Carbohydrates are composed mainly of carbon, hydrogen and oxygen in a CH2 O proportion. For each carbon and oxygen there are 2 hydrogen atoms. This means all carbohydrates contain C, H, and O, with carbon and hydrogen in a 2:1 ratio. Carbohydrates are important as short term energy storage molecules (simple sugars such as glucose and fructose), as long term energy storage molecules (starches and glycogen), as structural molecules (e.g. cellulose, which is found in all plant cell walls) and as important components of DNA and RNA.
Monosaccharides are simple sugars that include galactose and fructose. The most common monosaccharide is glucose. Glucose is extremely important because it provides energy when broken down by the process known as cellular respiration. Furthermore it is at the crossroad of many chemical reactions. Many other molecules such as amino acids and fatty acids can be made from glucose and many molecules can be broken down to form glucose. Our brains cannot store glucose and must be constantly supplied with it by our blood. If this supply stops for too long, the brain cells will begin to die.
A disaccharide is formed when two monosaccharides are joined together by a reaction known as a dehydration, or condensation, synthesis. In this type of reaction water is removed, thus the name "dehydration". A new molecule is formed or "synthesized" from the two previously separate ones. The animation shows a molecule of the disaccharide, maltose, formed from two glucose molecules. An enzyme is required to make the reaction occur.
Click the link below to view an animation demonstrating dehydration:
A very common disaccharide is made of a glucose molecule and a fructose molecule. It is called sucrose, but is better known as the table sugar we so love to eat.
Polysaccharides (poly = many, saccharide = sugar) are made of many sugar molecules joined together by dehydration synthesis reactions. When several monosaccharides are bonded together a polysaccharide, or complex sugar, is created. There are many polysaccharides that serve different purposes. Cellulose, found in plants and chitin, found in the exoskeleton of invertebrates serve as structural polymers. Cellulose is the most abundant organic molecule on earth. Unfortunately, humans are unable to digest and obtain energy from cellulose.
Polysaccharides like glycogen and starch are great energy storage macromolecules. All living cells store glucose for energy in the form of glycogen in animals and in plants glucose is stored as starch. Both are made of many repeating units of glucose molecules. They are, therefore, polymers of glucose. They differ from each other in the amount of branching of the molecules, the way in which the molecules are connected to each other and in the addition of amino groups to the glucose.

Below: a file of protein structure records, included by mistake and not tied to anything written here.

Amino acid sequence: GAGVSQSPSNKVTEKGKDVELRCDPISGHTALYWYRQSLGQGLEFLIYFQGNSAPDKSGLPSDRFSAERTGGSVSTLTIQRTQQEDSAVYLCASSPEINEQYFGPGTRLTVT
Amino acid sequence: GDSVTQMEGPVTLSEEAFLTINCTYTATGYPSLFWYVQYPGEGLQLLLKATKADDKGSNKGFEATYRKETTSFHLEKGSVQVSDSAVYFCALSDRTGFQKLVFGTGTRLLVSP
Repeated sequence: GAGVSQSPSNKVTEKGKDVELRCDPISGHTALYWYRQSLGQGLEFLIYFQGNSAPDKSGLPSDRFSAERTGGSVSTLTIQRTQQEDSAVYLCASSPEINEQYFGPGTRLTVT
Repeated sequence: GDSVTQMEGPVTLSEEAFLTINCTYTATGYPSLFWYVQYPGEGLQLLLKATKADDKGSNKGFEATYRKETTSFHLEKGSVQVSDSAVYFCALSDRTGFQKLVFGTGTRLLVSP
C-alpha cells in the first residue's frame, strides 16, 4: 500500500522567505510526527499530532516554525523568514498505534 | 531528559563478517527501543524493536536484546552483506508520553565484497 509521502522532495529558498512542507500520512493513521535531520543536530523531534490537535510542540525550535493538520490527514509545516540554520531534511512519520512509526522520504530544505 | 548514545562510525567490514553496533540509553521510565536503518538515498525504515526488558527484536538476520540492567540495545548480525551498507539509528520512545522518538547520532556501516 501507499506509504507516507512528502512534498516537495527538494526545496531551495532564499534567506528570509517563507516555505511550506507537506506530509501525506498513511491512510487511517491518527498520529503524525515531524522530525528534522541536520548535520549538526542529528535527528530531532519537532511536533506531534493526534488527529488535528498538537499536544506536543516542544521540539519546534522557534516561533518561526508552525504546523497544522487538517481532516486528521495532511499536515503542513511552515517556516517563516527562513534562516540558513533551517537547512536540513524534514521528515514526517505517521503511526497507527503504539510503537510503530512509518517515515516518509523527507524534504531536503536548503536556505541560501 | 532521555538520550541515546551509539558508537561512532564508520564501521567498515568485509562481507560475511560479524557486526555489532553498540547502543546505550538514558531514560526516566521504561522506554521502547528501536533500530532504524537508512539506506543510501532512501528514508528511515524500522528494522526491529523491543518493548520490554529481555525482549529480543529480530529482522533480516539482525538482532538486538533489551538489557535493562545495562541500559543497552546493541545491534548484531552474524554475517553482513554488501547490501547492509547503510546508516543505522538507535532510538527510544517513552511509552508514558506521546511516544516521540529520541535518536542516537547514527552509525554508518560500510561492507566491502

1. Starch. Starch is the long term energy storage form of glucose in plants. It is found in abundance in the grains we eat, (rice, wheat, barley and rye) and in many vegetables, such as potatoes and corn. There will be many more glucose molecules similarly connected to complete this polymer of glucose.
When we eat or consume this energy storage macromolecule it is broken down in the body into smaller sugars. In this case water is added and starch is broken down to maltose and then two glucose molecules. The splitting apart reaction is called hydrolysis.
Click the link below to see an animation demonstrating hydrolysis:
2. Glycogen. Glycogen is the energy storage form of glucose. This polymer has the glucose molecules linked in the same way as they are in the plant starch. Glycogen molecules tend to be larger and much more branched than are starch molecules and they are found in the liver and muscles of animals. Human beings send their digested food to the liver where it is carefully monitored. If the supply of glucose in the blood is sufficient, glucose will be polymerized into glycogen. After enough glycogen is synthesized to supply glucose for two hours, the excess glucose will be converted into fat and stored in this efficient, but often unsightly way.
Click on the link below to learn more about Carbohydrates:
Carbohydrates have different structures, depending on their function in the body. Simple carbohydrates can provide immediate energy, while complex carbohydrates provide a longer-term energy source. ', BELOW, LEFT, BORDER, 1, BGCOLOR, '#7E4EF2', FGCOLOR, '#ffffff', WIDTH, 200, TEXTSIZE, 2, TEXTCOLOR, '#000000');" onfocus="return overlib('Disease characterized by lack of or abnormal action of insulin.', CAPTIONBACKUP, '', CAPTIONSIZE, 2, CGCOLOR, '', PADX, 5, 5, PADY, 5, 5, CLOSECLICK, CLOSETEXT, '', BELOW, LEFT, BORDER, 1, BGCOLOR, '#7E4EF2', FGCOLOR, '#ffffff', WIDTH, 200, TEXTSIZE, 2, TEXTCOLOR, '#000000');" onmouseout="nd(0);" onblur="nd(0);">Diabetes mellitus is a disease in which the body has difficulty regulating the amount of sugar in the blood. Individuals with type 1 diabetes do not produce enough ', BELOW, LEFT, BORDER, 1, BGCOLOR, '#7E4EF2', FGCOLOR, '#ffffff', WIDTH, 200, TEXTSIZE, 2, TEXTCOLOR, '#000000');" onfocus="return overlib('Pancreatic hormone that decreases plasma glucose concentrations.', CAPTIONBACKUP, '', CAPTIONSIZE, 2, CGCOLOR, '', PADX, 5, 5, PADY, 5, 5, CLOSECLICK, CLOSETEXT, '', BELOW, LEFT, BORDER, 1, BGCOLOR, '#7E4EF2', FGCOLOR, '#ffffff', WIDTH, 200, TEXTSIZE, 2, TEXTCOLOR, '#000000');" onmouseout="nd(0);" onblur="nd(0);">insulin, the hormone that regulates blood sugar, and must take regular doses of additional insulin. However, if the body gets too much additional insulin, it can cause the individual's blood sugar level to be too low. Individuals with type 1 diabetes often carry food like juice or candy with them to get their blood sugar levels up quickly.